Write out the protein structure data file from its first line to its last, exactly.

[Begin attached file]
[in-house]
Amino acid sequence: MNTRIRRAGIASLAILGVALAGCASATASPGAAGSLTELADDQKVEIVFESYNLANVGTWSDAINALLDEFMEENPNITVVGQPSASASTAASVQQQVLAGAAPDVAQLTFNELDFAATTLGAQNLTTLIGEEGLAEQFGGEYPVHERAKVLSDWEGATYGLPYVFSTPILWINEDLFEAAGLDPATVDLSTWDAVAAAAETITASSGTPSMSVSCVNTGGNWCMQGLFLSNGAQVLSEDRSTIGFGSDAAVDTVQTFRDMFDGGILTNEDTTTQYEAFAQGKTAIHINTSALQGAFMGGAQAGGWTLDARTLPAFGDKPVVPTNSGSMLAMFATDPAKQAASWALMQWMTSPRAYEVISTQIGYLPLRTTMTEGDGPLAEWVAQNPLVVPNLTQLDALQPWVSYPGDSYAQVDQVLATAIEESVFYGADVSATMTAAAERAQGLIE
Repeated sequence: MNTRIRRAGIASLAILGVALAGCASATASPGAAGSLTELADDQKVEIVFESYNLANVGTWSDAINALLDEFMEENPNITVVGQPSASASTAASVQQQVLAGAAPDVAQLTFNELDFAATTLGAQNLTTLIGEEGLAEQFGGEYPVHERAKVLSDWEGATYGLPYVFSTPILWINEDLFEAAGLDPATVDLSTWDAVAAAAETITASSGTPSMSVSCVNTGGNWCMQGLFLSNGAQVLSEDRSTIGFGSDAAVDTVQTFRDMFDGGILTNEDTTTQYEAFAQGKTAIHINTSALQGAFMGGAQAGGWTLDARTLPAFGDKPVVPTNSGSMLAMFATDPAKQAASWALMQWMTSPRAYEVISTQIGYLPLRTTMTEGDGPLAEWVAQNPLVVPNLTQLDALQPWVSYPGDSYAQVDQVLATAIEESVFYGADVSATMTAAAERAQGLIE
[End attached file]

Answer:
[in-house]
Amino acid sequence: MNTRIRRAGIASLAILGVALAGCASATASPGAAGSLTELADDQKVEIVFESYNLANVGTWSDAINALLDEFMEENPNITVVGQPSASASTAASVQQQVLAGAAPDVAQLTFNELDFAATTLGAQNLTTLIGEEGLAEQFGGEYPVHERAKVLSDWEGATYGLPYVFSTPILWINEDLFEAAGLDPATVDLSTWDAVAAAAETITASSGTPSMSVSCVNTGGNWCMQGLFLSNGAQVLSEDRSTIGFGSDAAVDTVQTFRDMFDGGILTNEDTTTQYEAFAQGKTAIHINTSALQGAFMGGAQAGGWTLDARTLPAFGDKPVVPTNSGSMLAMFATDPAKQAASWALMQWMTSPRAYEVISTQIGYLPLRTTMTEGDGPLAEWVAQNPLVVPNLTQLDALQPWVSYPGDSYAQVDQVLATAIEESVFYGADVSATMTAAAERAQGLIE
Repeated sequence: MNTRIRRAGIASLAILGVALAGCASATASPGAAGSLTELADDQKVEIVFESYNLANVGTWSDAINALLDEFMEENPNITVVGQPSASASTAASVQQQVLAGAAPDVAQLTFNELDFAATTLGAQNLTTLIGEEGLAEQFGGEYPVHERAKVLSDWEGATYGLPYVFSTPILWINEDLFEAAGLDPATVDLSTWDAVAAAAETITASSGTPSMSVSCVNTGGNWCMQGLFLSNGAQVLSEDRSTIGFGSDAAVDTVQTFRDMFDGGILTNEDTTTQYEAFAQGKTAIHINTSALQGAFMGGAQAGGWTLDARTLPAFGDKPVVPTNSGSMLAMFATDPAKQAASWALMQWMTSPRAYEVISTQIGYLPLRTTMTEGDGPLAEWVAQNPLVVPNLTQLDALQPWVSYPGDSYAQVDQVLATAIEESVFYGADVSATMTAAAERAQGLIE